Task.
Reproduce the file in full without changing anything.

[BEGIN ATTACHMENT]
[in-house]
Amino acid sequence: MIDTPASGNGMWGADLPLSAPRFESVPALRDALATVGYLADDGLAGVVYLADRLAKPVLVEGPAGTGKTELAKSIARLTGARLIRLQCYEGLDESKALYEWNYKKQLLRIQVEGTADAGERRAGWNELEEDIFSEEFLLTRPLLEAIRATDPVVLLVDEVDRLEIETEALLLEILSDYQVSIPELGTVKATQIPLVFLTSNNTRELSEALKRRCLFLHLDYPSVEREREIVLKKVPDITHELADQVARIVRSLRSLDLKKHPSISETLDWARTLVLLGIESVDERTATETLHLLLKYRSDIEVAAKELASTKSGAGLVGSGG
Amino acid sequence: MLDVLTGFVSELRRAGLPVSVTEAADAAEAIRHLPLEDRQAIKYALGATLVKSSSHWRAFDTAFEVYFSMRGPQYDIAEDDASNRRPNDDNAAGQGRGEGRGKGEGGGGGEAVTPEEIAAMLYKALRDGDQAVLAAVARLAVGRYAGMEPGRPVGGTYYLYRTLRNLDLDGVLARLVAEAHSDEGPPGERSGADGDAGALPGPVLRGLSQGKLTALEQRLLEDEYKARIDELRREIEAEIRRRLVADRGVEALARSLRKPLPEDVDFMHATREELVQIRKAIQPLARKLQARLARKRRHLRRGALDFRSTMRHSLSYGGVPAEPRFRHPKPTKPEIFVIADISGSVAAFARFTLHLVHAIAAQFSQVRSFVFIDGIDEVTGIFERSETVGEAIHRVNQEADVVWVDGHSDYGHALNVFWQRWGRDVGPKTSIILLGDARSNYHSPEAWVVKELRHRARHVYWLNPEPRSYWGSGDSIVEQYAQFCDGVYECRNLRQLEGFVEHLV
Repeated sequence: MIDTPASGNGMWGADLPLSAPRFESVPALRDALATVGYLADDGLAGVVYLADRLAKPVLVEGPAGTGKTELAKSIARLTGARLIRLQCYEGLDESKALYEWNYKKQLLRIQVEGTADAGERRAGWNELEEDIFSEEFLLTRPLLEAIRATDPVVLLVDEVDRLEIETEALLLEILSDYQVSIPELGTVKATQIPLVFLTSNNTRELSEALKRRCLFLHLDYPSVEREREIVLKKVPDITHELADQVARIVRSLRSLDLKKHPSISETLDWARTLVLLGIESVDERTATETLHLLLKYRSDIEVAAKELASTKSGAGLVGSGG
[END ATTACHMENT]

[in-house]
Amino acid sequence: MIDTPASGNGMWGADLPLSAPRFESVPALRDALATVGYLADDGLAGVVYLADRLAKPVLVEGPAGTGKTELAKSIARLTGARLIRLQCYEGLDESKALYEWNYKKQLLRIQVEGTADAGERRAGWNELEEDIFSEEFLLTRPLLEAIRATDPVVLLVDEVDRLEIETEALLLEILSDYQVSIPELGTVKATQIPLVFLTSNNTRELSEALKRRCLFLHLDYPSVEREREIVLKKVPDITHELADQVARIVRSLRSLDLKKHPSISETLDWARTLVLLGIESVDERTATETLHLLLKYRSDIEVAAKELASTKSGAGLVGSGG
Amino acid sequence: MLDVLTGFVSELRRAGLPVSVTEAADAAEAIRHLPLEDRQAIKYALGATLVKSSSHWRAFDTAFEVYFSMRGPQYDIAEDDASNRRPNDDNAAGQGRGEGRGKGEGGGGGEAVTPEEIAAMLYKALRDGDQAVLAAVARLAVGRYAGMEPGRPVGGTYYLYRTLRNLDLDGVLARLVAEAHSDEGPPGERSGADGDAGALPGPVLRGLSQGKLTALEQRLLEDEYKARIDELRREIEAEIRRRLVADRGVEALARSLRKPLPEDVDFMHATREELVQIRKAIQPLARKLQARLARKRRHLRRGALDFRSTMRHSLSYGGVPAEPRFRHPKPTKPEIFVIADISGSVAAFARFTLHLVHAIAAQFSQVRSFVFIDGIDEVTGIFERSETVGEAIHRVNQEADVVWVDGHSDYGHALNVFWQRWGRDVGPKTSIILLGDARSNYHSPEAWVVKELRHRARHVYWLNPEPRSYWGSGDSIVEQYAQFCDGVYECRNLRQLEGFVEHLV
Repeated sequence: MIDTPASGNGMWGADLPLSAPRFESVPALRDALATVGYLADDGLAGVVYLADRLAKPVLVEGPAGTGKTELAKSIARLTGARLIRLQCYEGLDESKALYEWNYKKQLLRIQVEGTADAGERRAGWNELEEDIFSEEFLLTRPLLEAIRATDPVVLLVDEVDRLEIETEALLLEILSDYQVSIPELGTVKATQIPLVFLTSNNTRELSEALKRRCLFLHLDYPSVEREREIVLKKVPDITHELADQVARIVRSLRSLDLKKHPSISETLDWARTLVLLGIESVDERTATETLHLLLKYRSDIEVAAKELASTKSGAGLVGSGG